Brazil’s enormous borders encircle over 190 million people and almost 800 professional football clubs. Staggeringly, over 25 per cent of those inhabitants, whose genetics seemingly subscribe them to a life in the sport’s addiction clinic, are devotees of just two teams: Flamengo and Vasco da Gama. And while their rivalry was, albeit intense, long subordinate to the one the former shared with Fluminense, O Clássico dos Milhões (The Derby of the Millions) has since cemented itself as Rio de Janeiro’s nonpareil fixture.
Fan volume is not exclusively responsible for the popularity explosion the engagement has ridden since the early-1970s. Flamengo and Vasco contested just two title-deciders prior to this period, but have fought out 16 thereafter; the showdowns between Zico and Roberto Dinamite, the two clubs’ respective all-time greatest players who shared era and allure, became legendary, nation-transfixing affairs; the derby began to seduce gargantuan crowds of up to 175,000; page-oners such as Tita, Bebeto, Romario and Edmundo controversially wore both the rubro-negra and cruzmaltina jerseys; and, over the last 40 years, the sides have been two of Brazil’s most dominant.
Flamengo and Vasco had competed in rowing long before they met on grass, but the latter’s promotion to the Campeonato Carioca in 1922 incited their first on-pitch duel. That encounter took place the following April, with two goals from Cecy helping O Gigante da Colina (The Giant of the Hill) to a 3-1 success en route to ruling Rio in their first year in the state’s top flight.
The rivalry intensified in the 1930s. Flamengo’s animosity towards the men from the Sao Januario heightened courtesy of two particularly sickening defeats - a Russinho-inspired 7-0 thumping in 1931, which remains the biggest defeat in the history of O Clássico dos Milhões, and a 2-0 upset seven years later in the inception of their Estadio Gavea - while Vasco became embittered by their neighbours’ contracting of a crop of their former idols, including Leonidas da Silva and Domingos da Guia. A pool of detestation was brewing; it would boil in decades to come.
Facts and figures
While contrasting accounts of the teams’ head-to-head record exist, one consensus is that Flamengo have a marginal edge over their arch-rivals in terms of victories in the derby. Vasco, however, hold the records for the longest unbeaten streak and most successive wins: 23 matches between 1945 and 1951 and ten from 1947 and 1949 respectively.
Tales of derbies past
Flamengo may have gone into the Campeonato Carioca 1944’s deciding match chasing a third straight title, but they were nevertheless significant underdogs. The Sao Januario outfit were cultivating the irresistible team that would soon become the inaugural South American champions, while luminaries Domingos da Guia, Leonidas da Silva and Peracio had recently exited the Gávea gates. Moreover, Fla had injury problems to such an extent that coach Flavio Costa persuaded a reluctant Agustin Valido to come out of retirement. With 86 minutes on the clock and zero goals on the scoreboard, the Argentinian belied his age, and defied the scorching 39-degree heat, to head home the winner in what was, this time permanently, his career swan-song.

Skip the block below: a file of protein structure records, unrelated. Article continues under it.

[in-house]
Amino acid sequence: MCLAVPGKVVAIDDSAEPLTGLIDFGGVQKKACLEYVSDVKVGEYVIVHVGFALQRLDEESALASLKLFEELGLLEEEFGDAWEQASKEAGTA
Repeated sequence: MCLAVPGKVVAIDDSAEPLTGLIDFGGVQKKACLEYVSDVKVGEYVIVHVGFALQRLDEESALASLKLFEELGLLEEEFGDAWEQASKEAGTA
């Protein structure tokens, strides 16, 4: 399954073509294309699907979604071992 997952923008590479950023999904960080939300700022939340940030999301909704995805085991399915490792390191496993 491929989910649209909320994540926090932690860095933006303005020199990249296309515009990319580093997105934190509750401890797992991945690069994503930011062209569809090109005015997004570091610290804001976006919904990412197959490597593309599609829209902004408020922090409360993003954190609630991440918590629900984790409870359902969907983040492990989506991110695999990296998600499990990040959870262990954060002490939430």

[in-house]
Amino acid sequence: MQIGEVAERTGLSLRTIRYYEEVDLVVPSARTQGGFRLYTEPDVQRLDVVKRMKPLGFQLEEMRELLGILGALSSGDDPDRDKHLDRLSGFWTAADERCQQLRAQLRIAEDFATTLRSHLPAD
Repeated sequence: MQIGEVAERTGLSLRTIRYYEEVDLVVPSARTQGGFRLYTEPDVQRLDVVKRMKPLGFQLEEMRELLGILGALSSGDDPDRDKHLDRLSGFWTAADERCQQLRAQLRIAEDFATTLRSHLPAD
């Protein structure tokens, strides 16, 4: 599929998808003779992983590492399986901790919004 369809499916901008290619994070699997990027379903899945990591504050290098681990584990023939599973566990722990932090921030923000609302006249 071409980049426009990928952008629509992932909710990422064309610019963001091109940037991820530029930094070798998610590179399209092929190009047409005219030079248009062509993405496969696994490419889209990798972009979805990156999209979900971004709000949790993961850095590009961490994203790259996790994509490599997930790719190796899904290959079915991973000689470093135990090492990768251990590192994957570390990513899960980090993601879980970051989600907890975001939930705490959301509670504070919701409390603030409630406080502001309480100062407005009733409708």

When Flamengo took a 2-0 lead in the penalty shoot-out that concluded the Taca Guanabara 1976 final, Vasco required a minor-miracle to deny their now illustrious enemies the trophy. That still appeared the case when Zico, who had been described by his coach Carlos Froner as “the king of penalties” – though he later became renowned for an ultimately costly miss against France in a 1986 FIFA World Cup Mexico™ quarter-final, O Galinho had near-inerrable record from 12 yards – had the chance to seal the deal. However, Mazzaropi flung himself to his right and blocked the No10’s effort. Roberto Dinamite duly made it 4-4 and, after Geraldo fluffed Flamengo’s second penalty in succession, Luis Carlos ensured Vasco a crown which contributed to their becoming known as O Time da Virada (The Comeback Team).
If watching the Vascaínos commemorate consecutive 1-0 victories in the Carioca deciders of 1987 and ’88 was not harsh enough in itself, then the Flamenguistas had to suffer the indigestible feeling of watching one of their former players emerge as their punisher. In the foremost of those, Tita, a Mengão stand-out during their halcyon days of the early 1980s, rocketed home the only goal, while the following year Vasco substitute Cocada, who had previously been dumped by Flamengo, settled the showdown with a rare and wonderful goal in the game’s dying embers. The right-back’s amped-up celebration provoked a riotous melee, for which he, Romario, Alcindo and Renato Gaucho were sent off.
Arguably Vasco’s most memorable derby day was in the Campeonato Brasileiro 1997, when an exceptional, three-goal performance from Edmundo inspired them to a 4-1 triumph and a place in the competition’s final, which they duly won, while the Flamenguistas will eternally savour a 2001 Clássico dos Milhões. They had beaten Vasco in the previous two Campeonato Carioca finals, but needed to win the second leg of this decider by two goals to become tricampeões. They took a 2-1 lead on 53 minutes, when Edilson completed his brace, but were indebted to the instant reflexes of Julio Cesar for keeping the scoreline that way until, with two minutes remaining they were awarded a free-kick. Up stepped Dejan Petkovic, and the Serbian’s exquisite curler found the top corner of Helton’s net to spark unshackled celebrations among the Flamengo players are rare emotion from coach Mario Zagallo.
The rivalry today
Flamengo have got the better of Vasco in recent years, winning six and losing just one of their last ten meetings. Moreover, O Mengão have won their last five finals against O Vascão, including the Copa do Brasil 2006 decider, which booked them Copa Libertadores qualification.